Idaho lawmakers are considering a set of rule changes that would strengthen a community approach to the state’s mental health treatment for children.
The Post Register reports that the rule changes would allow Idaho to continue implementing the Jeff D. lawsuit settlement. The nearly four-decade-old class-action lawsuit against the state said Idaho provided substandard care to children with mental illnesses. An agreement reached in 2015 required the state to put more emphasis on community-based options rather than institutionalization.
The House Health and Welfare Committee approved the rule changes on Thursday. Two lawmakers voted against the proposal.
Mental health program specialist Stephanie Hoffman said the proposed rule changes allow the Department of Health and Welfare to develop individualized treatment plans for children along with their families, as well as to provide options for “alternative placement” in foster homes, group homes or treatment facilities in certain cases.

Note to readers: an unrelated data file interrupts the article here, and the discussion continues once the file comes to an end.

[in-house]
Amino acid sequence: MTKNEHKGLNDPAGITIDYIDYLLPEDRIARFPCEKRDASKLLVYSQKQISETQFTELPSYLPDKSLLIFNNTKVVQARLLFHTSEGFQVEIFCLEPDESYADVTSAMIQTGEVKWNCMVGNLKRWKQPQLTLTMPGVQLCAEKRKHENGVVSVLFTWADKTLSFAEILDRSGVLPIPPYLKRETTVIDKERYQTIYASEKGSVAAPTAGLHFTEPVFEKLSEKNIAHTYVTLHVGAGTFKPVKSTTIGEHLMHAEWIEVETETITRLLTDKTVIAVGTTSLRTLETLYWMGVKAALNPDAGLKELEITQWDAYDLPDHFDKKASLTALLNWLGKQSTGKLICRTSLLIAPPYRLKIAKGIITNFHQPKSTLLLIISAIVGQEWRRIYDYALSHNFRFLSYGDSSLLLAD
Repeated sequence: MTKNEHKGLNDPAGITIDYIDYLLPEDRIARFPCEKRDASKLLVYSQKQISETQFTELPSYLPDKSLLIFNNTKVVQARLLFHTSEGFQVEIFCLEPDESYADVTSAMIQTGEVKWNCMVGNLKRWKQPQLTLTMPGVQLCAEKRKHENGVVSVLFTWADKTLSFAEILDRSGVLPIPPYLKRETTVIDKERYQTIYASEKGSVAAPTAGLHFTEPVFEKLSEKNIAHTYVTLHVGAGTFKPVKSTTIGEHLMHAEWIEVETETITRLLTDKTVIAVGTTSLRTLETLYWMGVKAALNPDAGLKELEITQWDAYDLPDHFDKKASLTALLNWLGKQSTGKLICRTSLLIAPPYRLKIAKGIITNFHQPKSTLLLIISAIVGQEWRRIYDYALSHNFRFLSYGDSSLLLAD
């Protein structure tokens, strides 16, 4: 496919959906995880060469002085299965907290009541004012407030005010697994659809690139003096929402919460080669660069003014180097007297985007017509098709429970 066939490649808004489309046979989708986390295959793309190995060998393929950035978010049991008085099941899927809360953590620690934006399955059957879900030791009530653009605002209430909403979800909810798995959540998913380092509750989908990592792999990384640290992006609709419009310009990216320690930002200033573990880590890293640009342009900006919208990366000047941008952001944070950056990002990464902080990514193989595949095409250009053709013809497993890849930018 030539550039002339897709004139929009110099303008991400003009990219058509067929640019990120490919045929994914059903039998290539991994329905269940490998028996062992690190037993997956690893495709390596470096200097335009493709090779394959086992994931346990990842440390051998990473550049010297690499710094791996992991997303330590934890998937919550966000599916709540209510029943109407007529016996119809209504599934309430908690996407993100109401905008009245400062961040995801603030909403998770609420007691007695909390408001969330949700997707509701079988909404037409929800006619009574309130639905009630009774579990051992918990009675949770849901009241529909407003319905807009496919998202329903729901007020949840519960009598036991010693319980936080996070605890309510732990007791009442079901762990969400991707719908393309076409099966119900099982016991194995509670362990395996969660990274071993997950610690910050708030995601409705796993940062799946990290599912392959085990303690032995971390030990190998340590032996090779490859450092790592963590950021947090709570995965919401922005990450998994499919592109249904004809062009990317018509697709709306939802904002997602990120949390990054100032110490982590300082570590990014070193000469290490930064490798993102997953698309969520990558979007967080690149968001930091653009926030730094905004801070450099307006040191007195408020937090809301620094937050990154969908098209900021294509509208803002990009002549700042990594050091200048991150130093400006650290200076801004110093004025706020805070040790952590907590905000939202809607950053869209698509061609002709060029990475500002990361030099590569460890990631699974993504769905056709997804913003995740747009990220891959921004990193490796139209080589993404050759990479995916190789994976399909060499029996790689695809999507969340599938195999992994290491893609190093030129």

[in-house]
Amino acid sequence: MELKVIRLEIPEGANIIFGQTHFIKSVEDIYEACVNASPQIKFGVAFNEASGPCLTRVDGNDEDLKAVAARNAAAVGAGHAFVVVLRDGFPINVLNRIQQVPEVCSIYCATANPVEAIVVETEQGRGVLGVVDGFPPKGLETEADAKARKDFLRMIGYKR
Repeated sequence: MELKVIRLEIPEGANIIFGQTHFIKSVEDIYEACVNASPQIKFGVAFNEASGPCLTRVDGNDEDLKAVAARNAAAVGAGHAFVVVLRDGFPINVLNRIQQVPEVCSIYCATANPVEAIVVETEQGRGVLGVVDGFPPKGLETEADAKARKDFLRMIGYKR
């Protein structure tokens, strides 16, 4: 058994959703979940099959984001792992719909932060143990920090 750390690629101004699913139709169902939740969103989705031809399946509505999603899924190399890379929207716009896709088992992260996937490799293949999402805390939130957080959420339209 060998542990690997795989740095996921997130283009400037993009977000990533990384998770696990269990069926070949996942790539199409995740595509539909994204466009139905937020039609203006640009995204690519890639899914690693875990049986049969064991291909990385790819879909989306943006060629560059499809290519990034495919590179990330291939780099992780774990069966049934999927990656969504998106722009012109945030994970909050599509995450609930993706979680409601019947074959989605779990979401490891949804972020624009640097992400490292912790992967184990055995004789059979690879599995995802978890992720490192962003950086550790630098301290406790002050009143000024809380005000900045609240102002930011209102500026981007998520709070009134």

“An individual treatment plan describes the specific strengths, needs and goals that are unique to the individual child and his or her family,” Hoffman said.
The rules raised some dissent from Rep. John VanderWoude, R-Nampa, and Rep. Karey Hanks, R-St. Anthony.
VanderWoude questioned portions of the rules that deal with cases where parents won’t agree to sign the treatment plan devised by the department.
Behavioral Health Administrator Ross Edmunds said there are two kinds of cases where parents refuse to sign such plans. If the children’s family has come forward to voluntarily seek mental health services, but then refuses to sign the treatment plan, the case is generally closed. If the treatment has been ordered by the courts, then the department informs the judge that the parents won’t consent to treatment, and the judge can order the department to go forward with treatment anyway.
“We do everything we can to work with the family voluntarily,” Edmunds said.